- Van and minibus round off the product range with light commercial vehicles
- Both are market leaders between 1955 and 1968
- Efficient diesel engines prevail amongst traders
- The front design, also featuring elements from the 300 SL “Gullwing”, brings a smile to many faces nowadays
Stuttgart. 65 years ago, in 1955, Mercedes-Benz presented a versatile talent bearing the star in the midst of the strongest economic growth phase of the Miracle on the Rhine: the L 319 van and compact O 319 minibus perfectly met the demands of assistance services as well as traders in all sectors. During its production period up to 1968, the 319 model series – built in many variants – became the market leader of its category. Nowadays the Sprinter, currently on the market in its third generation, continues the post-war tradition established back then, based on an ample range of vehicle variants.
Introduction at 1955 IAA: The presentation of the L 319 and O 319 at the International Motor Show (IAA) in Frankfurt/Main between 22 September and 2 October 1955 led the company, known at the time as Daimler-Benz AG, into a new commercial vehicle category. These vehicles, designed and developed by a team managed by Hermann Ahrens and Eugen Stump, closed two important gaps in the product range: vans and light commercial vehicles in the payload category between one and two metric tonnes and minibuses with up to 18 seats (excluding driver).
Germany in 1955: Up to that point, it had been the year with the strongest economic growth of the only recently established Federal Republic of Germany. The GDP increased by 12.1 per cent and, between May 1954 and May 1955, the average wage of West-German industry workers rose from DM 1.65 per hour to DM 1.76, which equated to six per cent more in workers’ pockets. Germans started travelling again – Italy was very popular. Italy was also the country Germany signed the first recruitment agreement with, welcoming many migrant workers. And Chancellor Konrad Adenauer used the Mercedes-Benz 300 (W 186), from then on nicknamed the “Adenauer”.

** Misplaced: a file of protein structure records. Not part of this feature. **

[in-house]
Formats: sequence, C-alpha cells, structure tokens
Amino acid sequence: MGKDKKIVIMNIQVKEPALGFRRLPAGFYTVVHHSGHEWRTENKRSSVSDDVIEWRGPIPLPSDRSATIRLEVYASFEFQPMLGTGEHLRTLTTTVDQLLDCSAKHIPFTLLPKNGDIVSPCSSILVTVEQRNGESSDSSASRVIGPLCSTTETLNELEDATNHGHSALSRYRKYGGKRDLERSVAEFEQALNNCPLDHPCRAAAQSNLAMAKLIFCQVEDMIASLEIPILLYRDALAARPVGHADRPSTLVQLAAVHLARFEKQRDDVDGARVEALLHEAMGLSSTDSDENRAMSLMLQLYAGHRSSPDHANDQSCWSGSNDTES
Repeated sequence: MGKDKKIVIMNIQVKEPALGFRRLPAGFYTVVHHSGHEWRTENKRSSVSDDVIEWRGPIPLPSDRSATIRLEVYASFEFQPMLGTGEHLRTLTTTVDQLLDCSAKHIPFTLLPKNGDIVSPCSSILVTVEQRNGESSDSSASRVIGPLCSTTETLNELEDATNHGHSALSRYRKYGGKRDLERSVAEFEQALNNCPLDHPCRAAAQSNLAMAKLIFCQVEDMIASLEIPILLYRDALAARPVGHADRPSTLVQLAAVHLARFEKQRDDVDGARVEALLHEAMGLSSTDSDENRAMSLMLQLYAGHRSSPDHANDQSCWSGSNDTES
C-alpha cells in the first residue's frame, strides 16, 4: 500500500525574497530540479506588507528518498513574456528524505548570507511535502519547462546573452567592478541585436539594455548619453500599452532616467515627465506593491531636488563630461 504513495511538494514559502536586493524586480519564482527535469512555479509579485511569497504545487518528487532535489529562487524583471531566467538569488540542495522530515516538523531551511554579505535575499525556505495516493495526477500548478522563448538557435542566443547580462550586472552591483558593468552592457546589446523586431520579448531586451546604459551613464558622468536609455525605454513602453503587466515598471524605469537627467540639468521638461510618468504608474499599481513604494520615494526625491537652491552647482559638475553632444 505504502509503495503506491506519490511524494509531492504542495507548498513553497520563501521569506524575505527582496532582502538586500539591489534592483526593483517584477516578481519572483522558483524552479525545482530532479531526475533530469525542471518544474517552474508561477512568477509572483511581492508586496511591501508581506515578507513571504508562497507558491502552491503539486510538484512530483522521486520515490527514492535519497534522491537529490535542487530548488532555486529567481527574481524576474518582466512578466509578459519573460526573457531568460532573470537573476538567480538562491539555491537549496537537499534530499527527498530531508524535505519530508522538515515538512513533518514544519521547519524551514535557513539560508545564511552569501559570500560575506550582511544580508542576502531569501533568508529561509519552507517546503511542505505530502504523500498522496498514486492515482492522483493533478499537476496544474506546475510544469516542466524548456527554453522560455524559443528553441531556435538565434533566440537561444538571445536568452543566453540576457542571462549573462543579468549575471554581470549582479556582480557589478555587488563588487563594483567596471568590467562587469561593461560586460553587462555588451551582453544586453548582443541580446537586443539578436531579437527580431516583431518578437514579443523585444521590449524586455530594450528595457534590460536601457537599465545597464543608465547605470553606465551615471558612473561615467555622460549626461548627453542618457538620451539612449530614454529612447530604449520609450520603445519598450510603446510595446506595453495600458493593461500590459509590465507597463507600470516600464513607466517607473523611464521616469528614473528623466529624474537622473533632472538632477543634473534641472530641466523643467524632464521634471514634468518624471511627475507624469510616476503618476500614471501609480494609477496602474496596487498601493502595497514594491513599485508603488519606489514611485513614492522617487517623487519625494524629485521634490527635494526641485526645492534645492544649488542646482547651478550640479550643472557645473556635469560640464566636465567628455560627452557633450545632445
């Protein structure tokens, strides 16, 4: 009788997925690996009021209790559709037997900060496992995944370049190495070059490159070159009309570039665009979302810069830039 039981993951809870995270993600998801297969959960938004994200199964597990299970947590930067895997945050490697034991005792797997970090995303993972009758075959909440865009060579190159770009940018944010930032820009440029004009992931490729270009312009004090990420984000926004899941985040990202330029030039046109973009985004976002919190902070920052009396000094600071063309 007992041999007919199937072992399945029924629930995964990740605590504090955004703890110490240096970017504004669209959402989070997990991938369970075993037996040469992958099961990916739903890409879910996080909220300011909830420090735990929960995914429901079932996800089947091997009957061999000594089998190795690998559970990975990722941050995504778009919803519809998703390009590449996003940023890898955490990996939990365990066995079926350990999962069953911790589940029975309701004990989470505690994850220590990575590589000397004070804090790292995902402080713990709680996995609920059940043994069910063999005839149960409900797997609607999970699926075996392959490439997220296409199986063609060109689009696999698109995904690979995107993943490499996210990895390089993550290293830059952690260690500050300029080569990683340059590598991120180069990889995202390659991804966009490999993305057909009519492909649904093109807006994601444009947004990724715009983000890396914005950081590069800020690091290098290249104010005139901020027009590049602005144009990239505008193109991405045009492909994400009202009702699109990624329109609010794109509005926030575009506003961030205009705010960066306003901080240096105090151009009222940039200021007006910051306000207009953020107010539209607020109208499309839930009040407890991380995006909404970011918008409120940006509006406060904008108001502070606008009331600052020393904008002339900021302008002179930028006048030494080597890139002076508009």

Mercedes-Benz in 1955: 65 years ago the brand covered every segment within the automotive segment except for motorcycles. It was the first year the company generated more than one billion German Marks in revenue. In the United States it established Daimler-Benz of North America with headquarters in New York. The 190 SL (W 121) was launched on the market. Motorsport drew plenty of global attention to the company: Juan-Manuel Fangio was crowned Formula 1 world champion in the W 196 R Silver Arrow. The 300 SLR (W 196 S) won more than just renowned races. With drivers like Stirling Moss, Juan-Manuel Fangio, Peter Collins and Karl Kling behind the wheel, the vehicle also claimed the overall sports car world championship title. All in all, it was a strong year.
Background information about L 319 and O 319: In August 1949 Director General Dr Wilhelm Haspel put “1-metric tonne diesel HGVs” on the agenda of an executive board meeting. He identified that a diesel engine stemming from passenger car production would also be suitable for other vehicles, such as platform trucks, ambulances or rural mail delivery vehicles. Managed by the Head of Development, Dr Fritz Nallinger, trials with a test vehicle boasting a payload of 1.5 metric tonnes launched on 19 July 1951. This prototype still featured a conventional frame with rigid axles as well as coil springs and telescopic shock absorbers at the front and rear. However, between 1951 and 1954, engineers designed the vehicle completely from scratch. Different to what Director General Haspel had originally envisaged, the vehicle’s debut was thus postponed from the first ever post-war IAA in 1951 to the trade show held in 1955.